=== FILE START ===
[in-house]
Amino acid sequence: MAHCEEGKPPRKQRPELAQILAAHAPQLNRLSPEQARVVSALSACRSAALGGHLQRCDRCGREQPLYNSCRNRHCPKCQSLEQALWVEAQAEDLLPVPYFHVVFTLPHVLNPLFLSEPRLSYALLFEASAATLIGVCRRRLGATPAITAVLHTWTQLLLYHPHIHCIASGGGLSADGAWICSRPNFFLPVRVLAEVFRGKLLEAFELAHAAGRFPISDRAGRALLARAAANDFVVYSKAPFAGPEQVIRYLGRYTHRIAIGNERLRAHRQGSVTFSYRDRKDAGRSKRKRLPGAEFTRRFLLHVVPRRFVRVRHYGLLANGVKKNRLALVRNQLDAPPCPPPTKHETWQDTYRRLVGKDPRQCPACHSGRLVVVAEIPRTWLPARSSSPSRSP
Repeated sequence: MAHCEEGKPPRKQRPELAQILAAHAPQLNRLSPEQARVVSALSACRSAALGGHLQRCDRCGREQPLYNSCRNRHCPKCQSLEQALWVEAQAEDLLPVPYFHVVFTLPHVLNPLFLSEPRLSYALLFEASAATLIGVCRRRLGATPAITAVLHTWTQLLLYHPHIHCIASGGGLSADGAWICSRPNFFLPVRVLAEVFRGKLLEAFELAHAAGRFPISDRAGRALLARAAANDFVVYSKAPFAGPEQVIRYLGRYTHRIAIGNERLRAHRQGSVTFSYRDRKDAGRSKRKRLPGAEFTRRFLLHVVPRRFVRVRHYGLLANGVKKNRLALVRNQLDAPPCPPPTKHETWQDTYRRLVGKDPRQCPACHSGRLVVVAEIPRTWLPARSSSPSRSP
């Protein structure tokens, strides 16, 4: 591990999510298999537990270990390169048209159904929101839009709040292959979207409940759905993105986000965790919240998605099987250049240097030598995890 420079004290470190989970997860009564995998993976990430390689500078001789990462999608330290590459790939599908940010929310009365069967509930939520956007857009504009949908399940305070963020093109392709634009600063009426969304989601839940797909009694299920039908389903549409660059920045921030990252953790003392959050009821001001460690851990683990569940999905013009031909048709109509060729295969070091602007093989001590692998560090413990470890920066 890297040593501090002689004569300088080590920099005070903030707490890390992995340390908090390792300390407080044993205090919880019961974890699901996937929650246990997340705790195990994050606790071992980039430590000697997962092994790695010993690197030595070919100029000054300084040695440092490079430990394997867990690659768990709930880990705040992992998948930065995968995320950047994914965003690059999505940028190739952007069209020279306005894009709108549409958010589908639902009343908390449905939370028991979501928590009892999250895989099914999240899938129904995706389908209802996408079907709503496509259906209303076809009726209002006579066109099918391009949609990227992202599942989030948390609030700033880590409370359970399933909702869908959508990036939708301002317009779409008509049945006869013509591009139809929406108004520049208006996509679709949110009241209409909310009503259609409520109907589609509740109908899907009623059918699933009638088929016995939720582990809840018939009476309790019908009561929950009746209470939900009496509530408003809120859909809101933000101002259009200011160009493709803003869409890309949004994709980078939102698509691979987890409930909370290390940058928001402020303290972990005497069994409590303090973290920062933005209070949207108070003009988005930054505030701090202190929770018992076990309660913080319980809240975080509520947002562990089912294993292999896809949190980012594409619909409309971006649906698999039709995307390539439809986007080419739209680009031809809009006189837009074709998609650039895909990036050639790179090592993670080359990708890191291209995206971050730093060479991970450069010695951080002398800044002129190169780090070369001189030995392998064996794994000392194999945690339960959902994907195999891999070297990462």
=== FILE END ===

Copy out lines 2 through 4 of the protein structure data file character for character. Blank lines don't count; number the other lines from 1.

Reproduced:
Amino acid sequence: MAHCEEGKPPRKQRPELAQILAAHAPQLNRLSPEQARVVSALSACRSAALGGHLQRCDRCGREQPLYNSCRNRHCPKCQSLEQALWVEAQAEDLLPVPYFHVVFTLPHVLNPLFLSEPRLSYALLFEASAATLIGVCRRRLGATPAITAVLHTWTQLLLYHPHIHCIASGGGLSADGAWICSRPNFFLPVRVLAEVFRGKLLEAFELAHAAGRFPISDRAGRALLARAAANDFVVYSKAPFAGPEQVIRYLGRYTHRIAIGNERLRAHRQGSVTFSYRDRKDAGRSKRKRLPGAEFTRRFLLHVVPRRFVRVRHYGLLANGVKKNRLALVRNQLDAPPCPPPTKHETWQDTYRRLVGKDPRQCPACHSGRLVVVAEIPRTWLPARSSSPSRSP
Repeated sequence: MAHCEEGKPPRKQRPELAQILAAHAPQLNRLSPEQARVVSALSACRSAALGGHLQRCDRCGREQPLYNSCRNRHCPKCQSLEQALWVEAQAEDLLPVPYFHVVFTLPHVLNPLFLSEPRLSYALLFEASAATLIGVCRRRLGATPAITAVLHTWTQLLLYHPHIHCIASGGGLSADGAWICSRPNFFLPVRVLAEVFRGKLLEAFELAHAAGRFPISDRAGRALLARAAANDFVVYSKAPFAGPEQVIRYLGRYTHRIAIGNERLRAHRQGSVTFSYRDRKDAGRSKRKRLPGAEFTRRFLLHVVPRRFVRVRHYGLLANGVKKNRLALVRNQLDAPPCPPPTKHETWQDTYRRLVGKDPRQCPACHSGRLVVVAEIPRTWLPARSSSPSRSP
């Protein structure tokens, strides 16, 4: 591990999510298999537990270990390169048209159904929101839009709040292959979207409940759905993105986000965790919240998605099987250049240097030598995890 420079004290470190989970997860009564995998993976990430390689500078001789990462999608330290590459790939599908940010929310009365069967509930939520956007857009504009949908399940305070963020093109392709634009600063009426969304989601839940797909009694299920039908389903549409660059920045921030990252953790003392959050009821001001460690851990683990569940999905013009031909048709109509060729295969070091602007093989001590692998560090413990470890920066 890297040593501090002689004569300088080590920099005070903030707490890390992995340390908090390792300390407080044993205090919880019961974890699901996937929650246990997340705790195990994050606790071992980039430590000697997962092994790695010993690197030595070919100029000054300084040695440092490079430990394997867990690659768990709930880990705040992992998948930065995968995320950047994914965003690059999505940028190739952007069209020279306005894009709108549409958010589908639902009343908390449905939370028991979501928590009892999250895989099914999240899938129904995706389908209802996408079907709503496509259906209303076809009726209002006579066109099918391009949609990227992202599942989030948390609030700033880590409370359970399933909702869908959508990036939708301002317009779409008509049945006869013509591009139809929406108004520049208006996509679709949110009241209409909310009503259609409520109907589609509740109908899907009623059918699933009638088929016995939720582990809840018939009476309790019908009561929950009746209470939900009496509530408003809120859909809101933000101002259009200011160009493709803003869409890309949004994709980078939102698509691979987890409930909370290390940058928001402020303290972990005497069994409590303090973290920062933005209070949207108070003009988005930054505030701090202190929770018992076990309660913080319980809240975080509520947002562990089912294993292999896809949190980012594409619909409309971006649906698999039709995307390539439809986007080419739209680009031809809009006189837009074709998609650039895909990036050639790179090592993670080359990708890191291209995206971050730093060479991970450069010695951080002398800044002129190169780090070369001189030995392998064996794994000392194999945690339960959902994907195999891999070297990462």